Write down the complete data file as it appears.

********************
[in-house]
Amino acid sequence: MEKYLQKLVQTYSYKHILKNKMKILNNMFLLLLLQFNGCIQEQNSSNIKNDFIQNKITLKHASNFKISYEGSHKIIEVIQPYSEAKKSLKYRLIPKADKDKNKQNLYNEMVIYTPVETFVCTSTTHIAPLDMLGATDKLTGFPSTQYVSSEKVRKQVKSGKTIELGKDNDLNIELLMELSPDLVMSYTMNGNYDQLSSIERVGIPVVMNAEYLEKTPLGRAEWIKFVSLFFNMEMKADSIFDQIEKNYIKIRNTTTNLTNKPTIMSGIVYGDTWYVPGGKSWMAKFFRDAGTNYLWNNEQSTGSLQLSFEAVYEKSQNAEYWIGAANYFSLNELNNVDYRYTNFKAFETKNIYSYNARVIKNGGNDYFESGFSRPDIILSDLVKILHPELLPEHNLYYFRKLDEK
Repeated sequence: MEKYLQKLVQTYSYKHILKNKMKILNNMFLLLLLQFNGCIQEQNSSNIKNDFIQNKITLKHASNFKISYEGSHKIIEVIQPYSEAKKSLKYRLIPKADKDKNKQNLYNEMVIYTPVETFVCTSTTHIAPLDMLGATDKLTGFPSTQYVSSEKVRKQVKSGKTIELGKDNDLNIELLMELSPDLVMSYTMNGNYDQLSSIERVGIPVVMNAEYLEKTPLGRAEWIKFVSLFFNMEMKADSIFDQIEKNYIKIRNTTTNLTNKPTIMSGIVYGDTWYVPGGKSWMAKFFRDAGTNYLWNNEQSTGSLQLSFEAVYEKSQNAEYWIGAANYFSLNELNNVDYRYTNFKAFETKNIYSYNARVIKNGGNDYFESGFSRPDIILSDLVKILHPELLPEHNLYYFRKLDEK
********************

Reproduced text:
[in-house]
Amino acid sequence: MEKYLQKLVQTYSYKHILKNKMKILNNMFLLLLLQFNGCIQEQNSSNIKNDFIQNKITLKHASNFKISYEGSHKIIEVIQPYSEAKKSLKYRLIPKADKDKNKQNLYNEMVIYTPVETFVCTSTTHIAPLDMLGATDKLTGFPSTQYVSSEKVRKQVKSGKTIELGKDNDLNIELLMELSPDLVMSYTMNGNYDQLSSIERVGIPVVMNAEYLEKTPLGRAEWIKFVSLFFNMEMKADSIFDQIEKNYIKIRNTTTNLTNKPTIMSGIVYGDTWYVPGGKSWMAKFFRDAGTNYLWNNEQSTGSLQLSFEAVYEKSQNAEYWIGAANYFSLNELNNVDYRYTNFKAFETKNIYSYNARVIKNGGNDYFESGFSRPDIILSDLVKILHPELLPEHNLYYFRKLDEK
Repeated sequence: MEKYLQKLVQTYSYKHILKNKMKILNNMFLLLLLQFNGCIQEQNSSNIKNDFIQNKITLKHASNFKISYEGSHKIIEVIQPYSEAKKSLKYRLIPKADKDKNKQNLYNEMVIYTPVETFVCTSTTHIAPLDMLGATDKLTGFPSTQYVSSEKVRKQVKSGKTIELGKDNDLNIELLMELSPDLVMSYTMNGNYDQLSSIERVGIPVVMNAEYLEKTPLGRAEWIKFVSLFFNMEMKADSIFDQIEKNYIKIRNTTTNLTNKPTIMSGIVYGDTWYVPGGKSWMAKFFRDAGTNYLWNNEQSTGSLQLSFEAVYEKSQNAEYWIGAANYFSLNELNNVDYRYTNFKAFETKNIYSYNARVIKNGGNDYFESGFSRPDIILSDLVKILHPELLPEHNLYYFRKLDEK